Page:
Although several months have passed since the publication of the ruling in the Titanium case, no reaction has yet been forthcoming from the German tax authorities. This leads to legal and general uncertainty for non-resident property owners/landlords and their tenants. While landlords have an interest in following the German VAT Application Decree in order to obtain the input tax deduction in the procedure of the advance VAT returns, tenants are now left wondering how best to deal with the CJEU case law in practice, pending a transitional provision. 

But real estate transactions are also impacted, as the CJEU ruling is likely to lead to discussions on the wording of VAT clauses in the context of asset deals. In most cases, foreign real estate investors whose investment in Germany ends will wish to liquidate the investment vehicle in the medium term and, once their activity as landlords in Germany has ended, often do not have the possibility (due to termination of contracts with external service providers, expiry of IT licences, lack of staff capacities at group level due to the investment ending) to manage an implementation of the new "Titanium" case law in practice.

Accordingly, it would be desirable for the German tax authorities to react to this CJEU ruling promptly and create a generous transitional regulation.

What to look out for now when letting real estate in Germany

The judgment stipulates that it is only important to have a minimum level of human and material resources necessary to provide the services, while the decision-making power in connection with these services does not have to be transferred to the employees of the permanent establishment (for VAT purposes). However, even such a weakly structured permanent establishment is likely to be deemed a permanent establishment for German income tax purposes due to the fixed connection of the business premises to Germany (in connection with trade income as defined in section 49 (1) no. 2 f German Income Tax Act (EStG)).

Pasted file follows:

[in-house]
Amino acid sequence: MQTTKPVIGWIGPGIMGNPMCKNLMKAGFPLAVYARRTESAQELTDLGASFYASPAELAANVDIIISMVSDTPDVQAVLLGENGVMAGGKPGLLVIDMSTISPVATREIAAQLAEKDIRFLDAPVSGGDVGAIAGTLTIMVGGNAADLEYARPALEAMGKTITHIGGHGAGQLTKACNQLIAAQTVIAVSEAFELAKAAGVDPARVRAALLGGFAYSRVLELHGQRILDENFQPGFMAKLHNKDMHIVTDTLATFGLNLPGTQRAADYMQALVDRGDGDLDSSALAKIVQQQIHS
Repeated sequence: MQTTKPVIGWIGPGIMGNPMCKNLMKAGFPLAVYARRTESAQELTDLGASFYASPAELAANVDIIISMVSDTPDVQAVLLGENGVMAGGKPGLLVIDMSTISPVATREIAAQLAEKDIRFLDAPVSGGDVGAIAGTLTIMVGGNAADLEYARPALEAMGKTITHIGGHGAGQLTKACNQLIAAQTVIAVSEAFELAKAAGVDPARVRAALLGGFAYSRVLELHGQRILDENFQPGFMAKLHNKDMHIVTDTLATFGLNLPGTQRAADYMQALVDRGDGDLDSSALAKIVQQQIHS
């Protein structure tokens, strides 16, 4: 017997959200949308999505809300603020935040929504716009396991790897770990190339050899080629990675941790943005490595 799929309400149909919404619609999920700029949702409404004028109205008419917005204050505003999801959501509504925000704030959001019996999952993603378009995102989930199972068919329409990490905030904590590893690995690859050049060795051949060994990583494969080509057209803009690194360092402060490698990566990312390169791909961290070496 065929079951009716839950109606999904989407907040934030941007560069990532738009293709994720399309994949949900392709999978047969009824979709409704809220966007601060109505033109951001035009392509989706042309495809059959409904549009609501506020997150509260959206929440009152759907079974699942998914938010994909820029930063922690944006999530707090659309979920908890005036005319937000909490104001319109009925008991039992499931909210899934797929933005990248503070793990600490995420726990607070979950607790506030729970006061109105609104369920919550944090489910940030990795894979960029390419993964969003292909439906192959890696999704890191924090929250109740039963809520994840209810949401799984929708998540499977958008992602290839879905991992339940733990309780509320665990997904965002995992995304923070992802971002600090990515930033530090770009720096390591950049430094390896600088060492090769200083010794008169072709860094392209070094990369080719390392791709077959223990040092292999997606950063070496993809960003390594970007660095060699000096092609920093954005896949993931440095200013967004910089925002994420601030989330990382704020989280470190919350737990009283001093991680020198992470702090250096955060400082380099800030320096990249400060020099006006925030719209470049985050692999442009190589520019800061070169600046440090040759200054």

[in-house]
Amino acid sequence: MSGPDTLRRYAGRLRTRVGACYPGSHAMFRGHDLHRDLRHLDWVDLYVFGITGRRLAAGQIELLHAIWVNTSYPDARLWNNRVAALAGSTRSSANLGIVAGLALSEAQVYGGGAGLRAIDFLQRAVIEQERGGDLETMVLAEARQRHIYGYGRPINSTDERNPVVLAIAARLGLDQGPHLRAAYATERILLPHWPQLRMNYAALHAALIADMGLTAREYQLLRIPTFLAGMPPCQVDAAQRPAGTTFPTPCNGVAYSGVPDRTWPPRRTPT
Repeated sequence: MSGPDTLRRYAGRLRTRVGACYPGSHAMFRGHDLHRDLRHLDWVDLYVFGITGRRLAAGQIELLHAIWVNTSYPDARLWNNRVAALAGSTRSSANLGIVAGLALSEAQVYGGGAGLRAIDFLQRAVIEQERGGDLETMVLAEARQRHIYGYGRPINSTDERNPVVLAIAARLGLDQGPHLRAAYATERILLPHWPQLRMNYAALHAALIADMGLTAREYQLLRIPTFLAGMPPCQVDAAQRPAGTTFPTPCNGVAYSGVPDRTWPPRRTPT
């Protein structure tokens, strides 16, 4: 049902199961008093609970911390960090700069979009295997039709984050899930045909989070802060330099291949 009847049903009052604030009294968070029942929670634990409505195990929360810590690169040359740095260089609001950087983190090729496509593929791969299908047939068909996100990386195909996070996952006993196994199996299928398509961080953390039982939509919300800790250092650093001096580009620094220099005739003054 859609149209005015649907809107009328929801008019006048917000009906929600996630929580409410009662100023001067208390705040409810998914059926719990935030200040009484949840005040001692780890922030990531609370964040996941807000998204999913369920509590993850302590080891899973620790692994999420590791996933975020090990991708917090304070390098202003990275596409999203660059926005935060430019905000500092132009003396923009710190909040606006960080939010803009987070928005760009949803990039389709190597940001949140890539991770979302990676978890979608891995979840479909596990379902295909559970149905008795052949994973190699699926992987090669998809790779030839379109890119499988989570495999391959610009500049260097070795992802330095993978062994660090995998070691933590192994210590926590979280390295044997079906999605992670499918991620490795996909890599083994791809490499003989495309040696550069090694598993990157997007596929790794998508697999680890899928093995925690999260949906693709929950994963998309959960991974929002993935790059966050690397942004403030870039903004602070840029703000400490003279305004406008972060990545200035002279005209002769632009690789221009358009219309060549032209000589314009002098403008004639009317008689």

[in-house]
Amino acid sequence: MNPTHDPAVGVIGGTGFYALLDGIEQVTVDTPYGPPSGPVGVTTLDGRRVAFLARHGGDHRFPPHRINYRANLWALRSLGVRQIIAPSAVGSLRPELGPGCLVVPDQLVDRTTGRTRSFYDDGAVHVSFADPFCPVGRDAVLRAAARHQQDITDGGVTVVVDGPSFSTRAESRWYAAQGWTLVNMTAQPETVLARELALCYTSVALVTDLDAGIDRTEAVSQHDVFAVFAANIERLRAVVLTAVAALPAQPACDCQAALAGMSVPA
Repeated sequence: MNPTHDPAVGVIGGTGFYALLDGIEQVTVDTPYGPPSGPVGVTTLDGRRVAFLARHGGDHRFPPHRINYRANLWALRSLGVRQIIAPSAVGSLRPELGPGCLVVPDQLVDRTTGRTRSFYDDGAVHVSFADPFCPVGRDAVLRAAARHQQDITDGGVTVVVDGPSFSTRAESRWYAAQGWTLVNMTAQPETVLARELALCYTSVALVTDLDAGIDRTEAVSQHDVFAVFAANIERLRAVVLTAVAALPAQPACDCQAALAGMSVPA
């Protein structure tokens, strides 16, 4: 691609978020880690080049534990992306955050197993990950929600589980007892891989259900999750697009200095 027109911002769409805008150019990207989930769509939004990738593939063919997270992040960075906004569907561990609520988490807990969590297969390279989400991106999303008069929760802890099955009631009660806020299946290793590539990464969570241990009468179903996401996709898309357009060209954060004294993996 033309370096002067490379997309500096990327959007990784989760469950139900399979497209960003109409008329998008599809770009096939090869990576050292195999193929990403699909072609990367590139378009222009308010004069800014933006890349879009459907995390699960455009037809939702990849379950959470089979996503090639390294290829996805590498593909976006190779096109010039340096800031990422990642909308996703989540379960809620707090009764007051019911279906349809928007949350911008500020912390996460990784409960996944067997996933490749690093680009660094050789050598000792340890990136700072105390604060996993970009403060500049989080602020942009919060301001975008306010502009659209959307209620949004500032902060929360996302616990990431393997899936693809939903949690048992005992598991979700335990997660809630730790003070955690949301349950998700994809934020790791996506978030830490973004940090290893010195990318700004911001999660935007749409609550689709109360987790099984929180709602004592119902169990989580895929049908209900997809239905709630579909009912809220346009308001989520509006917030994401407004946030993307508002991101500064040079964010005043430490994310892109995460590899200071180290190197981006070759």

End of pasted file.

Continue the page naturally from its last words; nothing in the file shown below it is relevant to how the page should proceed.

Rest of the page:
It should also be noted that the CJEU's interpretation of the term of a permanent establishment for VAT purposes results in the assertion of input tax by the non-resident landlord/investor in the context of the procedure for refund of foreign input VAT. This may lead to a liquidity disadvantage to the detriment of the non-resident investor, as the reimbursement of input tax in the foreign input VAT refund procedure by the tax authorities is likely to be later in most cases than in the context of the assessment procedure. Furthermore, annual preclusion periods must be observed.

Pending any reaction from the German tax authorities, it is advisable from the perspective of landlords and tenants to prepare for the implementation of the judgment: Long-term rental invoices would need to be adjusted, new rental agreements possibly reworded, and addenda concluded for old rental agreements – depending on the wording in the existing rental agreements.

Tenants are well advised to communicate with their landlord and, if appropriate, to consider disclosing the circumstances to the competent tax office in anticipation of a practicable reaction from the German tax authorities.

Where transactions are concerned, a settlement should always be agreed that is worded to the satisfaction of both seller and buyer and takes into account both parties' interests. Of course, commercial aspects may well be significant here.

For future investments, non-resident landlords should weigh up what is more important to them: to have input taxes reimbursed as quickly as possible in the course of the assessment procedure (recommended especially in the construction phase or in the case of larger investments or maintenance on the part of the owner/landlord) or that no local material and personnel costs are incurred. 

The right solution will need to be found case by case and should be sought in good time.